Your cart

Close

Total AUD

Checkout

Imprint

  • Hodder & Stoughton

Pushing the Boundaries: Cricket in the Eighties: Playing home and away

Derek Pringle

1 Reviews

Rated 0

Cricket

The inside story of one of English cricket most tumultuous periods.

'Pringle's tale is both a love letter to the greatest player of his generation, Sir Ian Botham and an engaging romp in which cricket only plays a walk-on part.' Michael Atherton

The Eighties was a colourful period in English cricket. As a member of the most successful team in Essex's history and an England side capable of extraordinary highs and lows, Derek Pringle was lucky enough to be in the thick of it. Now, with the perspective of more than twenty years as a journalist, he lays bare the realities of life as a professional cricketer in a decade when the game was dominated by a cast of unforgettable characters, whose exploits became front-page news.

Picked for the Test side while still an ear stud-wearing student at Cambridge, he was as surprised as anybody to find himself playing alongside the likes of David Gower, Allan Lamb and Phil Edmonds. He also had to contend with being hailed as the new Ian Botham, even though the old one was still going strong - and playing in the same team.

For England, it was a time of mixed fortunes, as Ashes victories alternated with humiliation by a dominant West Indies. The chop-and-change policy of the selectors - culminating in the summer of four captains in 1988 - made cricket such an insecure profession that some players chose to go on rebel tours of South Africa, while others relished every opportunity the game provided - on and off the field.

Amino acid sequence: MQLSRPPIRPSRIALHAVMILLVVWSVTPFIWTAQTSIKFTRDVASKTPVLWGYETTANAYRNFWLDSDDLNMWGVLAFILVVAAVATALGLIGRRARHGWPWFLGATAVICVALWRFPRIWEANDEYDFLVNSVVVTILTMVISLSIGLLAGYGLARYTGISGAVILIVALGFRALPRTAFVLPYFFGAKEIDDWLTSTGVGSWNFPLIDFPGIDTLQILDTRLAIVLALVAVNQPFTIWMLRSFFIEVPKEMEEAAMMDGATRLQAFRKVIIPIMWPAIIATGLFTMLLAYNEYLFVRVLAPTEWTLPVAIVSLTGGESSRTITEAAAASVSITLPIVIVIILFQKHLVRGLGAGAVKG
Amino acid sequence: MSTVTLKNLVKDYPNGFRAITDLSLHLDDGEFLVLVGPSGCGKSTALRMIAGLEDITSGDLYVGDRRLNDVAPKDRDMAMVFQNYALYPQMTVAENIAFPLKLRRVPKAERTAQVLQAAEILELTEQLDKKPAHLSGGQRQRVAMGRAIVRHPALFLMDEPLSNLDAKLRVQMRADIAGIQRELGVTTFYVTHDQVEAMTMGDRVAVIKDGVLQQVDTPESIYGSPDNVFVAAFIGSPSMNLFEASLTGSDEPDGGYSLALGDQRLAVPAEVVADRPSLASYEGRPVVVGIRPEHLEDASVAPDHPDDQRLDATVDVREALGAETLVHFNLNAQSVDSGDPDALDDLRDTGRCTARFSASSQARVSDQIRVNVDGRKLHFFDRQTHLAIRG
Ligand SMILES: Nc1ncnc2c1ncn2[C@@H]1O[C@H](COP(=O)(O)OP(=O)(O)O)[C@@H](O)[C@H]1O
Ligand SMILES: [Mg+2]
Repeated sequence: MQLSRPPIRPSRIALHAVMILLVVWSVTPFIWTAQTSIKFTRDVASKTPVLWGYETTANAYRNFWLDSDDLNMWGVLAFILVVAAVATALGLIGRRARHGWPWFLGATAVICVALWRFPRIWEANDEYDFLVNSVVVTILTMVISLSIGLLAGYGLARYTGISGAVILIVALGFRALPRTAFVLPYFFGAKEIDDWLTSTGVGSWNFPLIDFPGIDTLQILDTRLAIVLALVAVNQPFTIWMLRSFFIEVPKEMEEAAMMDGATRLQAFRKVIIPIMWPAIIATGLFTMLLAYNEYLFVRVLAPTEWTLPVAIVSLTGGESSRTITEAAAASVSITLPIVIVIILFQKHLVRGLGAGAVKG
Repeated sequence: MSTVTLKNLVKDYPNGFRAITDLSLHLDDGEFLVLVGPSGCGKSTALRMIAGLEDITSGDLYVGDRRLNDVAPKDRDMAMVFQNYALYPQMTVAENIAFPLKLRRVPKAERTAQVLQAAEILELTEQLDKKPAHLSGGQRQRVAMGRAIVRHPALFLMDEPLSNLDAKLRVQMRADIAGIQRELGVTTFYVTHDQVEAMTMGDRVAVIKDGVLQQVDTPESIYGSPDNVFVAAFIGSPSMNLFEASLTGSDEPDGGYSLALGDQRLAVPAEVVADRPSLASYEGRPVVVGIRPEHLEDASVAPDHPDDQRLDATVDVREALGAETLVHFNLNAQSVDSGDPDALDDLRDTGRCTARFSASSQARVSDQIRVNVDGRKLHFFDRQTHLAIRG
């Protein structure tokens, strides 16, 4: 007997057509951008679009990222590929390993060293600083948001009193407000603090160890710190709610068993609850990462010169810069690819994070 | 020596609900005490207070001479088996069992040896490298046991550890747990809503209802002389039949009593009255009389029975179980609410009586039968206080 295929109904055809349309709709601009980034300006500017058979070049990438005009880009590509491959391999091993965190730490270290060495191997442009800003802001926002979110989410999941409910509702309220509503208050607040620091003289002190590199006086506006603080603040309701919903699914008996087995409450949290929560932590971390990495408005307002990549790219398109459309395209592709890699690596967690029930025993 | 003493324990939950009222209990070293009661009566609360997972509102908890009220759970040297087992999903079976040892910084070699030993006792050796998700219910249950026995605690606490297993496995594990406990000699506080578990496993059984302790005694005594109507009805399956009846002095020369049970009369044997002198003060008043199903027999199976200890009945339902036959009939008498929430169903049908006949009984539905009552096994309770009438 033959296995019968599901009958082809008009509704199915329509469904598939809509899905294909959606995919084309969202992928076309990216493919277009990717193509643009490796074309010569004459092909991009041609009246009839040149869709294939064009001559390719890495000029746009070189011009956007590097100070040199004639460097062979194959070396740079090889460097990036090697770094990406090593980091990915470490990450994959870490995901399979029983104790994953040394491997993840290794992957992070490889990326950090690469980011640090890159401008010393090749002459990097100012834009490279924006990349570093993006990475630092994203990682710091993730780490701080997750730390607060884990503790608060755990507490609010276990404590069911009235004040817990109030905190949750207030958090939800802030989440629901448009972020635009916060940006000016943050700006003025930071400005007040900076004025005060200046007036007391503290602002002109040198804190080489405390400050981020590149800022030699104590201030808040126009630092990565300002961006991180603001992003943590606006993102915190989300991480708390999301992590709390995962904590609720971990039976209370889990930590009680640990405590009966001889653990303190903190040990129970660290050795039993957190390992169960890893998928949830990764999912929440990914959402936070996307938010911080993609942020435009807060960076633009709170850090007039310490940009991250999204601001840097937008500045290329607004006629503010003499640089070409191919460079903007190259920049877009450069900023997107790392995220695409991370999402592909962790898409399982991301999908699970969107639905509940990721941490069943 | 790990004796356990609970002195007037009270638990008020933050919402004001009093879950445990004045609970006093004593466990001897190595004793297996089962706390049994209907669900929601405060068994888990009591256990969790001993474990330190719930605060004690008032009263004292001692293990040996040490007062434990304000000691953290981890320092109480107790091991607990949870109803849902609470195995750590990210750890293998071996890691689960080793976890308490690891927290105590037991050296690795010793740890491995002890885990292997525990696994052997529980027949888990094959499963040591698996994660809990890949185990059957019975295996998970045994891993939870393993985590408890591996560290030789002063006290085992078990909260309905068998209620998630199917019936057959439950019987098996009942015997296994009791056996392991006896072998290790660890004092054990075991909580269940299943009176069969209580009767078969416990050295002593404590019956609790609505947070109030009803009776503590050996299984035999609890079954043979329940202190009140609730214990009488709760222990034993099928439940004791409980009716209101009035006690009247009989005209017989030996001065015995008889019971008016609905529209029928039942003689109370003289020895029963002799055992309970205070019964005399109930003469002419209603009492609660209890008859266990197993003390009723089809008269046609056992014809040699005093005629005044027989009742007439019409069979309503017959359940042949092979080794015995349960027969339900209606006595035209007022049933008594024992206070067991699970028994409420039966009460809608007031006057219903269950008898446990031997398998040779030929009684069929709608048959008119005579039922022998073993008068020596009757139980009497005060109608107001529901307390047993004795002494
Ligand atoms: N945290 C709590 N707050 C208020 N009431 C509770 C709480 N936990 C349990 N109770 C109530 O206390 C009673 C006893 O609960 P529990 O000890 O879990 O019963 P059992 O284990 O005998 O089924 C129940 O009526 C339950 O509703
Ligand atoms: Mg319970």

The hard slog of domestic cricket, meanwhile, had never seen so much talent, with counties boasting overseas players like Viv Richards, Malcolm Marshall and Javed Miandad. A coach-free zone, it was left in the hands of canny old pros such as Keith Fletcher and John Lever, who guided Essex to multiple Championship and one-day successes.

But cricket was changing, and not necessarily for the better. By the end of the decade, as the new coaching culture established itself, it became clear that the days of the maverick cricketer were numbered. Few players ended the Eighties wealthy, but as Derek Pringle's eye-opening memoir reveals, all left rich in experience, with enough stories to last a lifetime.

Read More Read Less

Praise for Pushing the Boundaries: Cricket in the Eighties: Playing home and away

  • Pringle's tale is both a love letter to the greatest player of his generation, Sir Ian Botham and an engaging romp in which cricket only plays a walk-on part. That despite the author's playing record that included 30 Tests, 44 ODIs, six County Championships with Essex and a World Cup final, a CV that most would be proud to take to the grave. - Michael Atherton, The Times

Read More Read Less

Readers also viewed

Left
Right
This website uses cookies. Using this website means you are okay with this but you can find out more and learn how to manage your cookie choices here.Close cookie policy overlay